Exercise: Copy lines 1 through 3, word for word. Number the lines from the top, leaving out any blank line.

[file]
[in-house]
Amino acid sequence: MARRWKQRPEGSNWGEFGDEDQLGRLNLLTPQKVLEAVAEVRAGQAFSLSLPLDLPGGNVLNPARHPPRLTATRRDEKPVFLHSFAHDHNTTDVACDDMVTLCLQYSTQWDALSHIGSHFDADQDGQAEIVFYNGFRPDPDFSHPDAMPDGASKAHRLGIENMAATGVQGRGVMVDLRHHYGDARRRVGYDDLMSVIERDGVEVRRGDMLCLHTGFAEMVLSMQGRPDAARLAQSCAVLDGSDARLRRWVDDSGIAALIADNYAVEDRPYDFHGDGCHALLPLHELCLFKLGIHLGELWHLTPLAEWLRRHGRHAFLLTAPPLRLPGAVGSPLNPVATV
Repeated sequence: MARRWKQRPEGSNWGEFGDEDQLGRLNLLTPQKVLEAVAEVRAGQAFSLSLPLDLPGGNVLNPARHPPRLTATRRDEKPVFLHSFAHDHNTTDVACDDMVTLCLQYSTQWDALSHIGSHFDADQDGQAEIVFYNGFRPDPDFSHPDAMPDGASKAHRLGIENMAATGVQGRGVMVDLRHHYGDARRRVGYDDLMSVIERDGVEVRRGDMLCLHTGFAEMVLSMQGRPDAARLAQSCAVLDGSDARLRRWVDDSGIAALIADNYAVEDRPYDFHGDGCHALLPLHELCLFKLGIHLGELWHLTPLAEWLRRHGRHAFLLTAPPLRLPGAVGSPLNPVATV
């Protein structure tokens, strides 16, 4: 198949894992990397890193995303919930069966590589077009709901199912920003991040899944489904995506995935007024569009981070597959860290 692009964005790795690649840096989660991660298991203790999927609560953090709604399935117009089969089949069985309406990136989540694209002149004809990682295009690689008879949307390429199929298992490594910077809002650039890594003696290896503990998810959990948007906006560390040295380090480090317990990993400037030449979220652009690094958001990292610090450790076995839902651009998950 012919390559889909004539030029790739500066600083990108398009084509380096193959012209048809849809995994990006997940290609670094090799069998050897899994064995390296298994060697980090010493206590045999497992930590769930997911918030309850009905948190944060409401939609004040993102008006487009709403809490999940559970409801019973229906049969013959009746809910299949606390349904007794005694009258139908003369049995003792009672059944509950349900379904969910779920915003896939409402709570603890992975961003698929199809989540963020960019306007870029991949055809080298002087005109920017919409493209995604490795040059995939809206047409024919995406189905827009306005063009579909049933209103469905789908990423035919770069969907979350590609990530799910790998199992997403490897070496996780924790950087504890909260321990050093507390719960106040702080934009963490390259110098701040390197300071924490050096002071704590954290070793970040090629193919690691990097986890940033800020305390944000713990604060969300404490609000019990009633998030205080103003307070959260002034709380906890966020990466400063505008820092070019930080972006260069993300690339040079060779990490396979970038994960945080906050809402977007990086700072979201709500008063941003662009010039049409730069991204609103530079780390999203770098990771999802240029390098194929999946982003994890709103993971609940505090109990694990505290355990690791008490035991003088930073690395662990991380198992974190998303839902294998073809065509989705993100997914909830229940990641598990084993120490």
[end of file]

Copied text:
[in-house]
Amino acid sequence: MARRWKQRPEGSNWGEFGDEDQLGRLNLLTPQKVLEAVAEVRAGQAFSLSLPLDLPGGNVLNPARHPPRLTATRRDEKPVFLHSFAHDHNTTDVACDDMVTLCLQYSTQWDALSHIGSHFDADQDGQAEIVFYNGFRPDPDFSHPDAMPDGASKAHRLGIENMAATGVQGRGVMVDLRHHYGDARRRVGYDDLMSVIERDGVEVRRGDMLCLHTGFAEMVLSMQGRPDAARLAQSCAVLDGSDARLRRWVDDSGIAALIADNYAVEDRPYDFHGDGCHALLPLHELCLFKLGIHLGELWHLTPLAEWLRRHGRHAFLLTAPPLRLPGAVGSPLNPVATV
Repeated sequence: MARRWKQRPEGSNWGEFGDEDQLGRLNLLTPQKVLEAVAEVRAGQAFSLSLPLDLPGGNVLNPARHPPRLTATRRDEKPVFLHSFAHDHNTTDVACDDMVTLCLQYSTQWDALSHIGSHFDADQDGQAEIVFYNGFRPDPDFSHPDAMPDGASKAHRLGIENMAATGVQGRGVMVDLRHHYGDARRRVGYDDLMSVIERDGVEVRRGDMLCLHTGFAEMVLSMQGRPDAARLAQSCAVLDGSDARLRRWVDDSGIAALIADNYAVEDRPYDFHGDGCHALLPLHELCLFKLGIHLGELWHLTPLAEWLRRHGRHAFLLTAPPLRLPGAVGSPLNPVATV